I daresay I anticipate I will receive some inquiries from the parents of these children–as in our lesson today, we certainly “went against the grain” of the current trend of “no breakfast”, but also of low-fat, nutrient-deficient, sugar-laden (47% sugar in the cereal box we used for a demonstration) and blood sugar spiking, improperly prepared and indigestible toxic cereals, toast, frozen waffles (yes, we had a few of those too) and bagel breakfasts. Sounds a little strong, doesn’t it? Well, I figure I have to start a revolution here. A REAL FOOD revolution.

Please. Feed your children real food. Their health and our future depends upon it.

For more another article I wrote on this subject, including a recipe for soaked oats, see Boxed Cereal is Not Food.

To learn to soak your whole grains, purchase a chart, Preparing Whole Grains and Legumes for Ease of Digestion and Nutrient Availability

For “real food resources” click HERE.

For the Weston A. Price Foundation‘s reply to the USDA Food Pyramid, click HERE.

For information on healthy foods for children, see the Nourishing Our Children campaign.

**Note: In the case of a dairy allergy, coconut butter, oil, milk or cream is also delicious on oats and whole grains and provides healthy fat.



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7 responses to “An extraordinary “ordinary” breakfast.

  1. Pingback: Yesterday, we got to feed the children. | CookingPlanet

  2. Thank you for your wonderful updates on feeding children whole, real foods. My son is 14 months old and we had been giving him cereal for snacks occasionally, I won’t be doing it any more after reading your previous post. And we can’t wait to try our soaked oat meal tomorrow morning! I do have a question about healthy snacks for toddlers, especially ones on the go. For adults we always know protein rich nuts and some granola for us, and maybe a fruit or two. But I never know what to bring along for my son when we’re on the go, any suggestions about protein rich snacks for toddlers would be a great help.

    • simplybeingwell

      Hello Jessica

      Thank you for your message and inquiry. I always say bring along protein snacks and fruit. Nuts (crispy nuts, that have been soaked in water and salt to neutralize their anti-nutrients, a la Nourishing Traditions) are great snacks as well as raw cheese, hard salami and ham, (Niman Ranch or another sustainable farm–no nitrates or nitrites). Also, nut butter with apple or celery or banana…I also love salmon jerky for kids. HTH. be well!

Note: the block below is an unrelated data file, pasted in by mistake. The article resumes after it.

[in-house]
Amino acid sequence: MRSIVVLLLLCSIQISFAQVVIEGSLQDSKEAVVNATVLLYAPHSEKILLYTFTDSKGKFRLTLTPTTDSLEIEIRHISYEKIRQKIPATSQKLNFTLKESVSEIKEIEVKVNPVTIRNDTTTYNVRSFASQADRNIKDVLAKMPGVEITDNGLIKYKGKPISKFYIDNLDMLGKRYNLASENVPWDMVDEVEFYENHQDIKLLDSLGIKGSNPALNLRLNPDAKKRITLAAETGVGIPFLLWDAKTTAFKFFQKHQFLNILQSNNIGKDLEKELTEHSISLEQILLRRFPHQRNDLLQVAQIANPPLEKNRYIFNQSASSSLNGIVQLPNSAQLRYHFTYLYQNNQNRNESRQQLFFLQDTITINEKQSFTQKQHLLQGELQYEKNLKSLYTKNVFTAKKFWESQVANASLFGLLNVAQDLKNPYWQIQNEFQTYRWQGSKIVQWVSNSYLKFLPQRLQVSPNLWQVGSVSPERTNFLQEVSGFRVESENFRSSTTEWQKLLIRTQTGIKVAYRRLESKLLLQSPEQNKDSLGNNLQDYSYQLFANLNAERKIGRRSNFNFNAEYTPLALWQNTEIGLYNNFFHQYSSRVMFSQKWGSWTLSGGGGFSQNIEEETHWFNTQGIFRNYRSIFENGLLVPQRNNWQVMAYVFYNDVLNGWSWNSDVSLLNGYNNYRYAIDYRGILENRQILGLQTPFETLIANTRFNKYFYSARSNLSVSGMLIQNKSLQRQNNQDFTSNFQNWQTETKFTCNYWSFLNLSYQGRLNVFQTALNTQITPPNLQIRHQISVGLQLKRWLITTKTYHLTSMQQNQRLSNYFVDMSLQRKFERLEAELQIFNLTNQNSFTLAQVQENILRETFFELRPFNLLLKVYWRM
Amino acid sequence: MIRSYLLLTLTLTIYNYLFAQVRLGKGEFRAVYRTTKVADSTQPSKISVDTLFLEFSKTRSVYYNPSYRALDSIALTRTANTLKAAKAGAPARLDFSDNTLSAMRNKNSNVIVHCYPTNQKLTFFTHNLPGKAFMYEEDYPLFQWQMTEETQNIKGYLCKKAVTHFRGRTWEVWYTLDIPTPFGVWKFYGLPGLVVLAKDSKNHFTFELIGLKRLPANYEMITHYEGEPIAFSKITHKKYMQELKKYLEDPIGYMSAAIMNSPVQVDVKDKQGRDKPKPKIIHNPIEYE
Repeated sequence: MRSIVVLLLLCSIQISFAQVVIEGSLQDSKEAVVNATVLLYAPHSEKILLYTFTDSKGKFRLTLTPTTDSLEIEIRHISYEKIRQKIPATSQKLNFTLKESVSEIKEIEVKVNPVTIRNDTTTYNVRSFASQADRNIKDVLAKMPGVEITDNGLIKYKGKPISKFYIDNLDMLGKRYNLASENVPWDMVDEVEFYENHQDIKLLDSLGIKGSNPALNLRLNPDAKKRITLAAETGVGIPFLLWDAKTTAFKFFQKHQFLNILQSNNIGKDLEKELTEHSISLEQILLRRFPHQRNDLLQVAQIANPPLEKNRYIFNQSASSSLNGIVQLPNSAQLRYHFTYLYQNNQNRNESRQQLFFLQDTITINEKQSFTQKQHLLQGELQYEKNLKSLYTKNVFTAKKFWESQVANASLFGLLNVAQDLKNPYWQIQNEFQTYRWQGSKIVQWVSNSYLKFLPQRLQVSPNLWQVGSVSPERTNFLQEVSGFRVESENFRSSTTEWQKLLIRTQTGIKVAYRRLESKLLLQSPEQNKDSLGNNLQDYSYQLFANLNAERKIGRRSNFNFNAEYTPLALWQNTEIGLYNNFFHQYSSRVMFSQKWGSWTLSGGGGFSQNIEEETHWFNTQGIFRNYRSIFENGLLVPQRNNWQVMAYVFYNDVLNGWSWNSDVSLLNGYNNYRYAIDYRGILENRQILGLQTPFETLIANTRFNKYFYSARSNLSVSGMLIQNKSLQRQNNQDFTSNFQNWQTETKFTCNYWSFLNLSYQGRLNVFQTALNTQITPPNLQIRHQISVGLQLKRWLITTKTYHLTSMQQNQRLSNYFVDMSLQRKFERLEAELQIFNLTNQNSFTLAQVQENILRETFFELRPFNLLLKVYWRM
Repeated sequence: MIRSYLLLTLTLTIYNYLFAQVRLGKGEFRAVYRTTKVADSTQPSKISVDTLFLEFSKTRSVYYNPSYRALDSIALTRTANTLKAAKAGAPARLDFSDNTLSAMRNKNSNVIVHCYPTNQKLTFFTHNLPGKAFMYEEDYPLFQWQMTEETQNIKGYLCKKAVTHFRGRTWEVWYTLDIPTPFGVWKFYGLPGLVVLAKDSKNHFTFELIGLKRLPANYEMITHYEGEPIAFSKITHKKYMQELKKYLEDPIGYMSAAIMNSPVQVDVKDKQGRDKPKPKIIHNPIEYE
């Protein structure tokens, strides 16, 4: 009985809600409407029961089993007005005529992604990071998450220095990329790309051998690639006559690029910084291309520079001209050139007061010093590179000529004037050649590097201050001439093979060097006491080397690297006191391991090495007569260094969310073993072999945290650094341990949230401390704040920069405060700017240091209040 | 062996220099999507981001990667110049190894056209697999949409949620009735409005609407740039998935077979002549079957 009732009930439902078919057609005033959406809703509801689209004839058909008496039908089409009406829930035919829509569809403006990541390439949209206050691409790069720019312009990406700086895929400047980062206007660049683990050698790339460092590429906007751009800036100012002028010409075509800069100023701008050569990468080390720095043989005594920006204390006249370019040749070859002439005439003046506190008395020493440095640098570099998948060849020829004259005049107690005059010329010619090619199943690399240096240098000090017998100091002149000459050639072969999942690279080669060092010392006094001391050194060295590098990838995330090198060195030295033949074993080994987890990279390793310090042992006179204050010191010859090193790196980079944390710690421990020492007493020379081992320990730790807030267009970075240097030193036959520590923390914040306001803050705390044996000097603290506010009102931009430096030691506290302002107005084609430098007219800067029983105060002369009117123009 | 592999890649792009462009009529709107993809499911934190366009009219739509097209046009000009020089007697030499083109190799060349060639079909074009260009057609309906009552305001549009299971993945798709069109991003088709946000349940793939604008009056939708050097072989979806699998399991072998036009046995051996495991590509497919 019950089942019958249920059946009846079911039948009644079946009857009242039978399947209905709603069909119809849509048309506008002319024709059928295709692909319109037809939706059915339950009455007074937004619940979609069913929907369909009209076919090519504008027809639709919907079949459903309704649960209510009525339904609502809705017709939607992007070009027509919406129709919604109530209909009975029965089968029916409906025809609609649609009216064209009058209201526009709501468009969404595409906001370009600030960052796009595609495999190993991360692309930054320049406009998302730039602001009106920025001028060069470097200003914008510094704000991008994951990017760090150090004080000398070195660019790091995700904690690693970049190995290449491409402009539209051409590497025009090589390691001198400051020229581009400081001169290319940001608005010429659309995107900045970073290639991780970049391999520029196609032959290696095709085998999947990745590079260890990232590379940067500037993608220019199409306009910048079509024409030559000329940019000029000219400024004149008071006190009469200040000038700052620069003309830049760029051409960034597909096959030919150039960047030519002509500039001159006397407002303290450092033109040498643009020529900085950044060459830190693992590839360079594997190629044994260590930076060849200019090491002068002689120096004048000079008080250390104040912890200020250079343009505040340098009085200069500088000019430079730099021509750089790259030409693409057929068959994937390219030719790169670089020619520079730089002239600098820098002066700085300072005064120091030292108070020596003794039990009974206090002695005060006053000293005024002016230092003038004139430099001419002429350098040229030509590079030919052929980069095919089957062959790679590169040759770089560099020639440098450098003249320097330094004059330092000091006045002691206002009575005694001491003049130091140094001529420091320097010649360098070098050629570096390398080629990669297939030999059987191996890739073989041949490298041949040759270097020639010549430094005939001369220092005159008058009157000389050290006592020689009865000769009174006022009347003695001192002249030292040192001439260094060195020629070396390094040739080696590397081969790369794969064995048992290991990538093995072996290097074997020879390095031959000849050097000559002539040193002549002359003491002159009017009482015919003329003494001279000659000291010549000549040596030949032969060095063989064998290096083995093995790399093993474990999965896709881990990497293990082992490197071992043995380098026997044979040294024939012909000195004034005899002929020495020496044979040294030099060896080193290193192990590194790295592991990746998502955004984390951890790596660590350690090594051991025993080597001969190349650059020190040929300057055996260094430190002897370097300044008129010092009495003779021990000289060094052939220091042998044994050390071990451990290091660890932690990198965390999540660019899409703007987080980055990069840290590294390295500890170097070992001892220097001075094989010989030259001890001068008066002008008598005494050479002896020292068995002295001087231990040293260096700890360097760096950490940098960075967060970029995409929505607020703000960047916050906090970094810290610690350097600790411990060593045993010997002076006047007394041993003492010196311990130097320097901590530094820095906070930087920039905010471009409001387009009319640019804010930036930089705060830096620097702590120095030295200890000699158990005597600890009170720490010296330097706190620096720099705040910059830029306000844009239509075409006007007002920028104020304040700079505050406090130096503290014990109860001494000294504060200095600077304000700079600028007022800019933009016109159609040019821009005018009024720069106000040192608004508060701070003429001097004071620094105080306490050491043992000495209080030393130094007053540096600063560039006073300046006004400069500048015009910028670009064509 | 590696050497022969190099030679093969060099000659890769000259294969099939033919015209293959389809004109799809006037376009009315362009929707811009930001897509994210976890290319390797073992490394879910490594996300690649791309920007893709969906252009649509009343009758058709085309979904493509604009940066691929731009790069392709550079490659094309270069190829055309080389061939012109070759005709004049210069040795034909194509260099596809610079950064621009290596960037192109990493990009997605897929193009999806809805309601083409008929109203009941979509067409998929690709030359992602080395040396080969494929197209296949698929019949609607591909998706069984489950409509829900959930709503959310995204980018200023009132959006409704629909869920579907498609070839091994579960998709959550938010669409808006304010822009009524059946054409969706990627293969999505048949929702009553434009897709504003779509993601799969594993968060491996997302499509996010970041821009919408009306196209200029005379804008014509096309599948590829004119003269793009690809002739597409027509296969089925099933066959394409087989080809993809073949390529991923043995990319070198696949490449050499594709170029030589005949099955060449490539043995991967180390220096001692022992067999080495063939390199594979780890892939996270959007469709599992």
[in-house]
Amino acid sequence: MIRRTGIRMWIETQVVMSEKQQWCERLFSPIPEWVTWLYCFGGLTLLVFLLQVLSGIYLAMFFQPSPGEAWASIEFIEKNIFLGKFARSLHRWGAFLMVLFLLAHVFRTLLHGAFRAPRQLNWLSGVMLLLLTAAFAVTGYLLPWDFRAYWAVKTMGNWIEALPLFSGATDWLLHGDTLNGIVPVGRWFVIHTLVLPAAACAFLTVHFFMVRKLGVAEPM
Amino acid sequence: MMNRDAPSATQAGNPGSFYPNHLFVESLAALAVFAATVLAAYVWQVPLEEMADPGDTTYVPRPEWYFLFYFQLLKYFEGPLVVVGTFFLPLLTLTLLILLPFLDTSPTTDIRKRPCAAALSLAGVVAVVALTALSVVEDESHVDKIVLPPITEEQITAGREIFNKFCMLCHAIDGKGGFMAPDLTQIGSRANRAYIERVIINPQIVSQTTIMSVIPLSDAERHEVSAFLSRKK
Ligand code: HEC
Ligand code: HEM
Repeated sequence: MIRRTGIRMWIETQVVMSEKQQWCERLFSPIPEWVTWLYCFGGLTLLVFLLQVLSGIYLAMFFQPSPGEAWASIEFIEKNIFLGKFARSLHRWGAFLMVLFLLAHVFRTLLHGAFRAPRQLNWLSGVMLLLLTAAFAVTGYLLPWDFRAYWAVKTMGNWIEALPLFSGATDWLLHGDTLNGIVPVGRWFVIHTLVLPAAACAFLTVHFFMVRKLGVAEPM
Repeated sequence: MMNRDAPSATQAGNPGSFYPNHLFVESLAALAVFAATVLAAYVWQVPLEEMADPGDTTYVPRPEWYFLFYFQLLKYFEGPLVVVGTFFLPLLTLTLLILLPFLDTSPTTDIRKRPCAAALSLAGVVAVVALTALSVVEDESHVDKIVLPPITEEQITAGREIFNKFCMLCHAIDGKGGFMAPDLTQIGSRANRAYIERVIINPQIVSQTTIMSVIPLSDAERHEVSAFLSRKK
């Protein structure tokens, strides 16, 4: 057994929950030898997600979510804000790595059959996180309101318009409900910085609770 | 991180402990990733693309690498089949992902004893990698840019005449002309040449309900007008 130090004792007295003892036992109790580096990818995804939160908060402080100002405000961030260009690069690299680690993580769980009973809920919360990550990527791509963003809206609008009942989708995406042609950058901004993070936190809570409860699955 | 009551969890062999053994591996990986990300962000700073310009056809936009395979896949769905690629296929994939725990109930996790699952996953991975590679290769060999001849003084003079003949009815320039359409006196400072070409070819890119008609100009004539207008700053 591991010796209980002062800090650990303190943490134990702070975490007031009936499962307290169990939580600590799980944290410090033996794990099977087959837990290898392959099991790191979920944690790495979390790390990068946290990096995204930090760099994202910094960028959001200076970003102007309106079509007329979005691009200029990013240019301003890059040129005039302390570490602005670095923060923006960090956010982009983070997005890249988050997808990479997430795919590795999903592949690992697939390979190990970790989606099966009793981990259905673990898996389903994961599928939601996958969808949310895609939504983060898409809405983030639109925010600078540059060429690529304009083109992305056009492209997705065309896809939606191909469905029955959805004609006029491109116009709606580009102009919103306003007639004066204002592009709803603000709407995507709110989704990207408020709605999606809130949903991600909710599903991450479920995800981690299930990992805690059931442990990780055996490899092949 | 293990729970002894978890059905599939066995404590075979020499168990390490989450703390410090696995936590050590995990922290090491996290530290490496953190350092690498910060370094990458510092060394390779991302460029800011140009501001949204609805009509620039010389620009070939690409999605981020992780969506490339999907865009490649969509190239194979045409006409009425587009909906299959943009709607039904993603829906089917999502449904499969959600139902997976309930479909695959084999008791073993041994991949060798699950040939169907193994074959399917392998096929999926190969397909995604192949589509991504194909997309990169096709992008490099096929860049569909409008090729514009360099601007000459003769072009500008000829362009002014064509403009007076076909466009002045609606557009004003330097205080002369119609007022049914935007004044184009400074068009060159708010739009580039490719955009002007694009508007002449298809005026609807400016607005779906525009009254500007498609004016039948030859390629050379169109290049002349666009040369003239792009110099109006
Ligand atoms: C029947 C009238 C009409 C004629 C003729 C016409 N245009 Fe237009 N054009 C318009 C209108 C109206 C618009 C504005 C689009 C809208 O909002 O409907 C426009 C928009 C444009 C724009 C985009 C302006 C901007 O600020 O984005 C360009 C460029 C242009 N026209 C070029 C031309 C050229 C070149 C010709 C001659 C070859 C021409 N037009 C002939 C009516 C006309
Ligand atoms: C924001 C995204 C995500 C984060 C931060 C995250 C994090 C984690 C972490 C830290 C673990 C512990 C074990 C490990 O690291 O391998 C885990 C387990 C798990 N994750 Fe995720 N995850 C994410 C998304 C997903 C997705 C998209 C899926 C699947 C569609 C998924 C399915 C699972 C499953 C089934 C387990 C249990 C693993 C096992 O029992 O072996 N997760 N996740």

3. Nicole

    Wow, thank you so much for all of your amazing work!!

    Recently I have had a lot of recommendations to feed my children toast/honey and warm milk before going to bed, I believe from WP sources. This does seem healthy to me. Doesn’t warming the milk kill the good nutrients in raw milk? Furthermore, isn’t this teaching them to eat something sweet before going to bed (is there enough protein here)? And doesn’t this cause a sugar high and crash – meaning not as restful sleep?

    I have a thyroid problem and possible insulin resistance from (my guess) the processed sugar snack every night that I was taught to eat.

    Would you recommend a snack or after dinner. I thought it is better to eat dinner and then give the digestive system a rest!

    Looking forward to your fermentation class!

  4. Pam

    Thank you for this post! I had read to dump out the soaking water to get rid of the impurities and your post seems to say it is ok to use it. I would appreciate a clarification.

    Thanks so much! Pam

    • simplybeingwell

      Yes, you cook the oats in the water in which it was soaking. Beans need to be rinsed; grains do not, unless you are fermenting or sprouting the grains. If you are just soaking, you use the soaking water to cook. The only exception is quinoa, which must be rinsed due to its saponin content, which is irritating to the digestive tract. If you are interested, check out my Bean and Grain Chart which lists all the soaking mediums, quantities and times on this site. be well!